SMAP observed an unusual horseshoe-shaped plume of freshwater (dark blue) in the Gulf of Mexico after Texas flooding in May 2015. Louisiana is above the center of the plume, with Florida on the right and the Texas coastline at upper left.

SMAP observed an unusual horseshoe-shaped plume of freshwater (dark blue) in the Gulf of Mexico after Texas flooding in May 2015. Louisiana is above the center of the plume, with Florida on the right and the Texas coastline at upper left. Credit: NASA/JPL-Caltech

A NASA analysis of a 2015 Texas flood is the first to document the full life cycle and impacts of a flood on both land and ocean. Using data from NASA's Soil Moisture Active Passive (SMAP) satellite and other satellite instruments, the study traced the event's chronology -- starting with rains that fell weeks before the flood and ending with an unusually shaped plume of freshwater that lingered in the Gulf of Mexico months later, with a potential for significant impacts on the gulf's marine life.

The analysis was published in the journal Geophysical Research Letters. Séverine Fournier, an oceanographer at NASA's Jet Propulsion Laboratory, Pasadena, California, is the first author.

The flood occurred in southeastern Texas on May 23-24, 2015, when record rainstorms topped off weeks of sustained rainfall. According to the National Weather Service, 37.3 trillion gallons of water fell on Texas in May 2015 -- enough to cover the entire state 8 inches deep in water. "The sheer amount of water was shocking," said coauthor JT Reager of NASA's Jet Propulsion Laboratory, Pasadena, California. "Of course it had an impact on land -- 11 people died, and property was lost. We thought, this has to have an impact on the ocean as well."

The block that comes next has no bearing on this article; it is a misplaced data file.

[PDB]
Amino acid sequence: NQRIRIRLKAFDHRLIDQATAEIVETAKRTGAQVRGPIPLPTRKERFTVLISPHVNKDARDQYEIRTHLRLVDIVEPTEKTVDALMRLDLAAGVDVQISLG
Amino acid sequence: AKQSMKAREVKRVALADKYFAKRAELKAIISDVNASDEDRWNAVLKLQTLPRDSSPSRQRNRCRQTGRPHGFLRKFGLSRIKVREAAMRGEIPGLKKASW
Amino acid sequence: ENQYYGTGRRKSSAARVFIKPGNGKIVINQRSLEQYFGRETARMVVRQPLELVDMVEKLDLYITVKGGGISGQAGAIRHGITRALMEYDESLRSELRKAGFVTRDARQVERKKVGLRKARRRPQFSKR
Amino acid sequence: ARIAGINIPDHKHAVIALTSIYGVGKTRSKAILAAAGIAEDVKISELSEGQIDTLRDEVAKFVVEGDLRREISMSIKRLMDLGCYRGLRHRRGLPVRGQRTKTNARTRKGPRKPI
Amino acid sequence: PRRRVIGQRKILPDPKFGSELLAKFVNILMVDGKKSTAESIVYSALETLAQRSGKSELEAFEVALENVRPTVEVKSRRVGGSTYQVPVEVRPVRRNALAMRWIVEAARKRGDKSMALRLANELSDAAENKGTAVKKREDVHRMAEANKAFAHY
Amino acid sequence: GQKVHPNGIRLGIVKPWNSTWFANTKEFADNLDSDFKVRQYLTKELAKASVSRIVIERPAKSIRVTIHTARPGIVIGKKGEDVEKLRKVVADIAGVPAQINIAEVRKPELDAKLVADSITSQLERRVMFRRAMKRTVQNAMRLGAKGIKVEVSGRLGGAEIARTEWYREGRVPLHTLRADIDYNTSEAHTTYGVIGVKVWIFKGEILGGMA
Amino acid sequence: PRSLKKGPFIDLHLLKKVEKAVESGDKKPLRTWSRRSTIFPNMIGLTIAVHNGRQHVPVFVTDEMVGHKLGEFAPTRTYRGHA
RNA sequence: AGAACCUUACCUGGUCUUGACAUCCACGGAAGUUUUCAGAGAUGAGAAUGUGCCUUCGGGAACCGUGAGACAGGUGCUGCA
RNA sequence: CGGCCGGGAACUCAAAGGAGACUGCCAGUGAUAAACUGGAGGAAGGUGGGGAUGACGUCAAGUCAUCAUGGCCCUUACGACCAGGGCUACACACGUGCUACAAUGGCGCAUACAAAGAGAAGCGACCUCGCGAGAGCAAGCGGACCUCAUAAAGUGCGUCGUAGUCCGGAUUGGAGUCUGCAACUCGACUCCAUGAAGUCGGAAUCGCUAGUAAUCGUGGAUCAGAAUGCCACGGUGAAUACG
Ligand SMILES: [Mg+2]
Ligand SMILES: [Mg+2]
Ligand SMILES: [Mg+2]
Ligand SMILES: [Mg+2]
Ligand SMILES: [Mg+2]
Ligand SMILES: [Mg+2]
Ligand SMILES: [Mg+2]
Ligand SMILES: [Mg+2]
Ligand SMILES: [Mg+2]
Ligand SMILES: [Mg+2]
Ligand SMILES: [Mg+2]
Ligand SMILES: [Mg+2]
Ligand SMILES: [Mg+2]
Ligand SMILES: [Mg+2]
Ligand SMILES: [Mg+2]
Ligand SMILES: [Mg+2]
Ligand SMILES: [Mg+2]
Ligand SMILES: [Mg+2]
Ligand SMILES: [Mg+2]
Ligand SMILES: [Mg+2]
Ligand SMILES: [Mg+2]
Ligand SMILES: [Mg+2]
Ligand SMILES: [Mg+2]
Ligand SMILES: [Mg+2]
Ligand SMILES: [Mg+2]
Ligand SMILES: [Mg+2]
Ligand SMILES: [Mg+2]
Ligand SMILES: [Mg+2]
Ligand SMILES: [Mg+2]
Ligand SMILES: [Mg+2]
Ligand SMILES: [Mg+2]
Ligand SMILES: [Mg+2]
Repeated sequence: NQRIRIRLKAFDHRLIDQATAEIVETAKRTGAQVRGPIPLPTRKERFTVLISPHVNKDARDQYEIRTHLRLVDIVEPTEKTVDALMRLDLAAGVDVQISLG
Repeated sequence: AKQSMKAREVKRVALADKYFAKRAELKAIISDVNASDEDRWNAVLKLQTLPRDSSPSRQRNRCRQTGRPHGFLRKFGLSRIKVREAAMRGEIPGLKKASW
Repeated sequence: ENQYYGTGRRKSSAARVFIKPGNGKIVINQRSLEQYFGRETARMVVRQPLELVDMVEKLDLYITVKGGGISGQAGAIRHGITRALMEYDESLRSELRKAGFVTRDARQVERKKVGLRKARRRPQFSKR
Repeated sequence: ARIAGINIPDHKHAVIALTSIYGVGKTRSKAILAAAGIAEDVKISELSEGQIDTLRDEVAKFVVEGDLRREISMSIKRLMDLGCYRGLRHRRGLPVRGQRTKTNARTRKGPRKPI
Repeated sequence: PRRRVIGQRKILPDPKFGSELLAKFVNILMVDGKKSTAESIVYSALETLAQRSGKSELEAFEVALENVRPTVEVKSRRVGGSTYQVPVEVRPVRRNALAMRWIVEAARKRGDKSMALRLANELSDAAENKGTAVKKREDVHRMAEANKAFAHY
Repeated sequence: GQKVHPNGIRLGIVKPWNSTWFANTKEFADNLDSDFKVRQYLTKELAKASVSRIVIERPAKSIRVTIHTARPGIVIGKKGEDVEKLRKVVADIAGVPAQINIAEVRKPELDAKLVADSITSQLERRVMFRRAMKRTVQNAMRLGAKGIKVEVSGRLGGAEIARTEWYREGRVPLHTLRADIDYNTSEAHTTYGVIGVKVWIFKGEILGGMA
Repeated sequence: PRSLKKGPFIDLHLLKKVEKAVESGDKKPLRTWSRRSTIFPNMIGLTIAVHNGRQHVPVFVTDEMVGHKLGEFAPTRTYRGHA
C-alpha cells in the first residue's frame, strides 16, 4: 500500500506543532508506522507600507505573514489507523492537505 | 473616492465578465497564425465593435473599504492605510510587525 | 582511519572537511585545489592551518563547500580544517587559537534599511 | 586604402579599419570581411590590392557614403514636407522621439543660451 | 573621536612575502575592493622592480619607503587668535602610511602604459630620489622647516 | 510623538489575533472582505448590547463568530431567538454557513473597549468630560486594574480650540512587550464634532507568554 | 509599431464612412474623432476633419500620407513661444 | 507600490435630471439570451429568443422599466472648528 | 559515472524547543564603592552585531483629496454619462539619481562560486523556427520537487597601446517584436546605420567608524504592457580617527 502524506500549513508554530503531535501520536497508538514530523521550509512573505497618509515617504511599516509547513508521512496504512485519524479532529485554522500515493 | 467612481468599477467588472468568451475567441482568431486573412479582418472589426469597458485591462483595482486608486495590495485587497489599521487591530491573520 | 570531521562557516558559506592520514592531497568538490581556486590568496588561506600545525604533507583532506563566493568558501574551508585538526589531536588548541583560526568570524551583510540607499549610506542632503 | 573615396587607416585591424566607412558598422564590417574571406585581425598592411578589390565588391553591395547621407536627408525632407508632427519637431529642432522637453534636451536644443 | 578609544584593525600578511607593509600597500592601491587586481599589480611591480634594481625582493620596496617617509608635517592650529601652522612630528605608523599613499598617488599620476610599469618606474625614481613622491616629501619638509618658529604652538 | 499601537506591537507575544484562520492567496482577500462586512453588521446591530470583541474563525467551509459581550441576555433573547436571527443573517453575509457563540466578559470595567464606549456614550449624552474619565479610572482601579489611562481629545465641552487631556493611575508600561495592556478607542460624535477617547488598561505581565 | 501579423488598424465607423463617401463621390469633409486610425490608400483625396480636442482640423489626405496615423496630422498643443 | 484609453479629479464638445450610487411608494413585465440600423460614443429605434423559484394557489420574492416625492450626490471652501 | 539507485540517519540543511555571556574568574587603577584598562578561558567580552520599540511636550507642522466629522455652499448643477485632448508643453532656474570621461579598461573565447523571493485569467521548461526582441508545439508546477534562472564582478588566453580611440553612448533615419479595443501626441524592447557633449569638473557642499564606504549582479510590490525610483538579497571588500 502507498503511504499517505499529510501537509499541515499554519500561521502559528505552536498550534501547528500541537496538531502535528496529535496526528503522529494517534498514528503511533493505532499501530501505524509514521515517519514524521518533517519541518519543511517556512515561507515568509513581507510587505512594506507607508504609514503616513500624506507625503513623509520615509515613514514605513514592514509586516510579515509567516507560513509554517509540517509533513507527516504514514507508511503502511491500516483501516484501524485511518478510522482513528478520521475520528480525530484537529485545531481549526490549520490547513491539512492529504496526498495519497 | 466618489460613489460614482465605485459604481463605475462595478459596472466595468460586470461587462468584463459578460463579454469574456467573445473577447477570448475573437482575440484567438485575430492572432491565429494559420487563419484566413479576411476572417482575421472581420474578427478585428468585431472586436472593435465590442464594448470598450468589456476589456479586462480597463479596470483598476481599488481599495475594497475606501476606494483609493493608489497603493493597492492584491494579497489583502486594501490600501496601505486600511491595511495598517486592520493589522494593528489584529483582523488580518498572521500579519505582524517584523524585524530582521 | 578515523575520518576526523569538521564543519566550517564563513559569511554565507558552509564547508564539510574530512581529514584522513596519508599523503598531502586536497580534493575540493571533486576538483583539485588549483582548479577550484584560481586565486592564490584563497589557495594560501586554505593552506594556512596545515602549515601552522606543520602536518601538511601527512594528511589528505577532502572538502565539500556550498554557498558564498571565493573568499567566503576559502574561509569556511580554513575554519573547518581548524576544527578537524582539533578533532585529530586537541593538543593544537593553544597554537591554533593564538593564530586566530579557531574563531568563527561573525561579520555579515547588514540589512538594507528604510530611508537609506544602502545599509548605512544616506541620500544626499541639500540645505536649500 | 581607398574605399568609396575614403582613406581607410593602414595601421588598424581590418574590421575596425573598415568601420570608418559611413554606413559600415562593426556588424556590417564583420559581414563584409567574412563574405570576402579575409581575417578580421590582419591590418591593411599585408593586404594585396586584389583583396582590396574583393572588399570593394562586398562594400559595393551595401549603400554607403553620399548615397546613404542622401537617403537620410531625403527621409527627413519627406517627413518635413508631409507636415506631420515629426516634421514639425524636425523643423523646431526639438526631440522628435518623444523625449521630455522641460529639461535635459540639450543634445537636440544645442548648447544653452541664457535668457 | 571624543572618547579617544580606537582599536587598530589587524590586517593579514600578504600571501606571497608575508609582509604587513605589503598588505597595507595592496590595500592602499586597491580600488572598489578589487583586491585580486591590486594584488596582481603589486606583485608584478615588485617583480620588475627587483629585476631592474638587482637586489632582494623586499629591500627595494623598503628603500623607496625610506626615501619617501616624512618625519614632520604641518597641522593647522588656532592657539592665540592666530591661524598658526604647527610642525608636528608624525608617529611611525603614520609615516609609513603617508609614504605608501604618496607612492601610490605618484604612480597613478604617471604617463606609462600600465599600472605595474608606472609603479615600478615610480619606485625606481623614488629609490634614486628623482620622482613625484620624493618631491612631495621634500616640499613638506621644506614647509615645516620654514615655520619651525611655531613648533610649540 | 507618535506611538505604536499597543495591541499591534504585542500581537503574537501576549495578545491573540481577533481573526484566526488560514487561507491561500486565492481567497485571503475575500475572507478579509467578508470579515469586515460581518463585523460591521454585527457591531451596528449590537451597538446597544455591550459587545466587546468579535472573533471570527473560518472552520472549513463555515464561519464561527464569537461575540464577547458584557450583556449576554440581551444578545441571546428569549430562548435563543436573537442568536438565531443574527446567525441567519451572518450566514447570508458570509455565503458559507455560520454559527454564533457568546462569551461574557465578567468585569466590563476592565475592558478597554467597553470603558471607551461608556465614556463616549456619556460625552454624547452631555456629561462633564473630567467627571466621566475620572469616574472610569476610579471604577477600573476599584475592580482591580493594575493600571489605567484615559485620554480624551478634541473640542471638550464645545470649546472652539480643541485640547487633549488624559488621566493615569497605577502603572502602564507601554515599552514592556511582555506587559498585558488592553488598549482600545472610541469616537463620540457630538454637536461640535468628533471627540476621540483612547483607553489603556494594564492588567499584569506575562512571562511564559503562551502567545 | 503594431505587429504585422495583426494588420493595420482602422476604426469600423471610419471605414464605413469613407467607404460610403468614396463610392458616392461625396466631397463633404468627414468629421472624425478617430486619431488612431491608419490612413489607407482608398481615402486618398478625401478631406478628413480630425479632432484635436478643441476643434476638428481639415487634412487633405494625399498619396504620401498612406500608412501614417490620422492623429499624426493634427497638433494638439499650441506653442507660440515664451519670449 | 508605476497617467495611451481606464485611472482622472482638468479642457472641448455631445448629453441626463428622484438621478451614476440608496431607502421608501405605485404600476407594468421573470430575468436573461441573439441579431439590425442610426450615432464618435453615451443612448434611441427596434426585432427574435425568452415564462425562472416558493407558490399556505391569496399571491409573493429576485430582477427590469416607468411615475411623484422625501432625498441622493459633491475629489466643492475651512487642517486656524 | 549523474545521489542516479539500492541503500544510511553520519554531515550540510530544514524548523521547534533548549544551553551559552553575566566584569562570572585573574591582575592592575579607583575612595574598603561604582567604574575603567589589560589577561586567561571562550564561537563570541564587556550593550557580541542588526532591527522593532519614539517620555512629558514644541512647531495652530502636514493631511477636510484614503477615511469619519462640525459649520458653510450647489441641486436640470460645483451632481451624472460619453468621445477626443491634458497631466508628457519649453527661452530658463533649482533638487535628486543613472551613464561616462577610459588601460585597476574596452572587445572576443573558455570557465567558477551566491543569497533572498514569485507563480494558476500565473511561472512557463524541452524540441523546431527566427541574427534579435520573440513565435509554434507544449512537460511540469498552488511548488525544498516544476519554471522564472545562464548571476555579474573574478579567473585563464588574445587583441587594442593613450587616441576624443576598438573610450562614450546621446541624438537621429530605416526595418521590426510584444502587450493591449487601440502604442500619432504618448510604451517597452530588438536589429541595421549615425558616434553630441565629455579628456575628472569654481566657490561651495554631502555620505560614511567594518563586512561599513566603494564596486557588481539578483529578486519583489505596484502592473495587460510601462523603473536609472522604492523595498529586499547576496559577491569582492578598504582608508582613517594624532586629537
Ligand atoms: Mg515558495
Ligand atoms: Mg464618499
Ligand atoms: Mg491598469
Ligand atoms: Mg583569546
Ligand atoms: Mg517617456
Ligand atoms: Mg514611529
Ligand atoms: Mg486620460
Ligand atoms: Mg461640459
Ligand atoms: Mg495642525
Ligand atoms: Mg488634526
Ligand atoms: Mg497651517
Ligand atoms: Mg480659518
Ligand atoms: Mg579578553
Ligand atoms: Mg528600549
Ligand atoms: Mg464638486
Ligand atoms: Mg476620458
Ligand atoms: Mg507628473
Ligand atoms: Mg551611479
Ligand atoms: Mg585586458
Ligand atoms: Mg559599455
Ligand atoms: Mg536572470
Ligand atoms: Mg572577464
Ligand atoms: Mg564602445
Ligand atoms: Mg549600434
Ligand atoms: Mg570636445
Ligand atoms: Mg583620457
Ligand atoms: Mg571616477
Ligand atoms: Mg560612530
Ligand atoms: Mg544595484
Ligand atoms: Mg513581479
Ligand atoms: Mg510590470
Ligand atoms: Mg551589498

The research team used measurements from SMAP with observations from five other NASA satellites to create a comprehensive timeline and map of the flood and its regional effects. SMAP measures both soil moisture (water retained in the top few inches of the ground) and sea surface salinity, which allows scientists to calculate how much freshwater is mingled with the saltwater of the ocean.

When so much rain fell on waterlogged soils, there was nowhere for it to go but downstream. South Texas is one of the parts of the country most in need of stream gauges, according to the U.S. Geological Survey, so ground-level streamflow data are limited. The new analysis found that eight Texas rivers drained huge volumes of water into the Gulf of Mexico, with peak discharge rates as high as 60,000 cubic feet of water (1,700 cubic meters) per second.

Ocean currents carried this large plume of freshwater eastward along the Louisiana coastline during June 2015. In July, it merged with the Mississippi River's outflow, the downstream product of spring precipitation and snowmelt high water from 40 percent of the contiguous United States.

The combined Texas and Mississippi plumes formed what Reager calls "a huge, very weird, horseshoe shape" with legs extending southward into the central gulf. "We had never seen a plume shaped like this in six years of observations of sea surface salinity," Fournier said, referring to the European Surface Moisture and Ocean Salinity satellite data. "Looking at the circulation in the gulf, you can say the unusual features of this plume are not due to the Mississippi River. They're due to the Texas flood."